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Lincoln Park Transportation Company (New Jersey Trolley & Amusement Park)

$175.00

SKU: 7978
Product Details

Intricately engraved antique specimen stock certificate from the Lincoln Park Transportation Company dating back to the early 1900's. This document was printed by the Security Bank Note Company and measures approximately 11 1/4" (w) by 7 1/2" (h).

 

This certificate's beautiful vignette features Lincoln Park pier with an approaching paddlewheeler. The borough of Lincoln Park appears in the background with a hot air balloon hovering overhead. 

You will receive the exact certificate pictured.

    Historical Context

    A Philadelphia businesman named Hughes was the promoter of an enterprise which proposed to build a trolley line from Philadelphia to Atlantic City. It was to run from Sixty-Third and Market Streets in Philadelphia, to a point on the Delaware River opposite a tract of land in Gloucester County, in New Jersey, known as Lincoln Park.

    The purpose was to transport passengers to this point on the Pennsylvania shore (Dupont’s Farm,) then across or under the Delaware River to Lincoln Park, and along an almost straight line projected to Atlantic City. At the Atlantic City end it was intended to purchase a trolley which ran from Atlantic City to Pleasantvllle and to use its line and terminal for the ending of the route.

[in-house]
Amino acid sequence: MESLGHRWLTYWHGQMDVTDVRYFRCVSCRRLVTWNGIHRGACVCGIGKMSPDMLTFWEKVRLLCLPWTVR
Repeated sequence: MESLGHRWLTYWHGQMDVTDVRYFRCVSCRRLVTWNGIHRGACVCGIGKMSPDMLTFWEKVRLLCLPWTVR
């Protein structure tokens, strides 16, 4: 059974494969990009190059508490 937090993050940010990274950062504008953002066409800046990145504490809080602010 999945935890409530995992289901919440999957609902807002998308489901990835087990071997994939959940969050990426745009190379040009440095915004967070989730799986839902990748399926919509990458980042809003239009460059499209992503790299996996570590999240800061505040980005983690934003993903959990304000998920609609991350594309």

The whole plan was a vast one, involving millions of dollars. Links in the chain included the purchase of the Dupont farm, at about $7,500; a tract of land of some 30 or 35 acres, which was a disused amusement park on the river known as “Lincoln Park”; the rights of way between Lincoln Park and the Pleasantville terminal, and then a trolley line up Florida Avenue to the Boardwalk in Atlantic City.

    A series of calamities struck Lincoln Park after the turn of the century. It lost its liquor license. The boat wharf and two ferries were lost in a fire a month after the 1904 season ended. For the next couple of years the park was not open to the public.

    The park entered into receivership in 1905 and was sold to Colonel John I. Rogers, who held the mortgage on the park, the following year. Rogers and invested in the property along with Hughes during the projects planning phases. He bought it for $2,000 above the $57,000 debt the property carried in various liens and unpaid taxes.

    Rogers refurbished the resort and reopened it for the 1907 season with George Mason of Philadelphia as its manager. In addition to the former amusements, the park now offered a movie palace, an art gallery, and a small-gauge miniature railway for children. Lincoln Park also featured nightly balloon ascensions. The park was advertised as “Philadelphia’s Coney Island.” Two excursion boats ran between Philadelphia and Lincoln Park hourly.

    The entire plan never got past the park's opening.